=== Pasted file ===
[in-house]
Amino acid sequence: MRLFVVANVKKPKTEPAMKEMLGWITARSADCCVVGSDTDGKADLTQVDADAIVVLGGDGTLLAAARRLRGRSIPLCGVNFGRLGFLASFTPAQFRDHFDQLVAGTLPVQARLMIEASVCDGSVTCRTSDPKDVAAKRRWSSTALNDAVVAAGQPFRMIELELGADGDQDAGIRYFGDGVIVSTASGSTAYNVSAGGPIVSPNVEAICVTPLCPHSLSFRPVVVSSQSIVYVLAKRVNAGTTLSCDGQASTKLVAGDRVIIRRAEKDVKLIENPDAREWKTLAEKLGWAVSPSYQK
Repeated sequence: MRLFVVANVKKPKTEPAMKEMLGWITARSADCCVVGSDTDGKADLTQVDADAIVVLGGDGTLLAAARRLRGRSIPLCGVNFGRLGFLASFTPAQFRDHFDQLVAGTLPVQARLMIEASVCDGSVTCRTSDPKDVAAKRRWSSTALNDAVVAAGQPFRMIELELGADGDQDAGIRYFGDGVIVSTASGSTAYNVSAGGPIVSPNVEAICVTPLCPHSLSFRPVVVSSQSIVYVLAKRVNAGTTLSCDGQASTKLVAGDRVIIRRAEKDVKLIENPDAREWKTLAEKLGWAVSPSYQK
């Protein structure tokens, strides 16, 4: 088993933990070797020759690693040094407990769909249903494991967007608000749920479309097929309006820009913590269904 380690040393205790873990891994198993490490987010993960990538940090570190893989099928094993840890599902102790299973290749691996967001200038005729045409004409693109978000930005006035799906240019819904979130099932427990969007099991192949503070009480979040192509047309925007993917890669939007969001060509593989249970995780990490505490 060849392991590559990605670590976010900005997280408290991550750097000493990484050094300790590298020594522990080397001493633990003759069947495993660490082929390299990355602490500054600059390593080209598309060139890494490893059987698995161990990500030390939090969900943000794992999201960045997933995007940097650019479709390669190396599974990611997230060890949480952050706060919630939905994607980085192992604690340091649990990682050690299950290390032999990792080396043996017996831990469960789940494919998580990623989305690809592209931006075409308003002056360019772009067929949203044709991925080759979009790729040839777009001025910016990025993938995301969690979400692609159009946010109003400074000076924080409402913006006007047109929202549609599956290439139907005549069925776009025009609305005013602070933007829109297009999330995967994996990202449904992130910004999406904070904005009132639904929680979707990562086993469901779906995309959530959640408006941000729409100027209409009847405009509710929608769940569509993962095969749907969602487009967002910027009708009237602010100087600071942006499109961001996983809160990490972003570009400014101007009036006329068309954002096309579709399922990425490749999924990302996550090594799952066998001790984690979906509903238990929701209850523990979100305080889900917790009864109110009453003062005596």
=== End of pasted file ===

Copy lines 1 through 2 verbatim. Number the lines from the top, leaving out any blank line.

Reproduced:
[in-house]
Amino acid sequence: MRLFVVANVKKPKTEPAMKEMLGWITARSADCCVVGSDTDGKADLTQVDADAIVVLGGDGTLLAAARRLRGRSIPLCGVNFGRLGFLASFTPAQFRDHFDQLVAGTLPVQARLMIEASVCDGSVTCRTSDPKDVAAKRRWSSTALNDAVVAAGQPFRMIELELGADGDQDAGIRYFGDGVIVSTASGSTAYNVSAGGPIVSPNVEAICVTPLCPHSLSFRPVVVSSQSIVYVLAKRVNAGTTLSCDGQASTKLVAGDRVIIRRAEKDVKLIENPDAREWKTLAEKLGWAVSPSYQK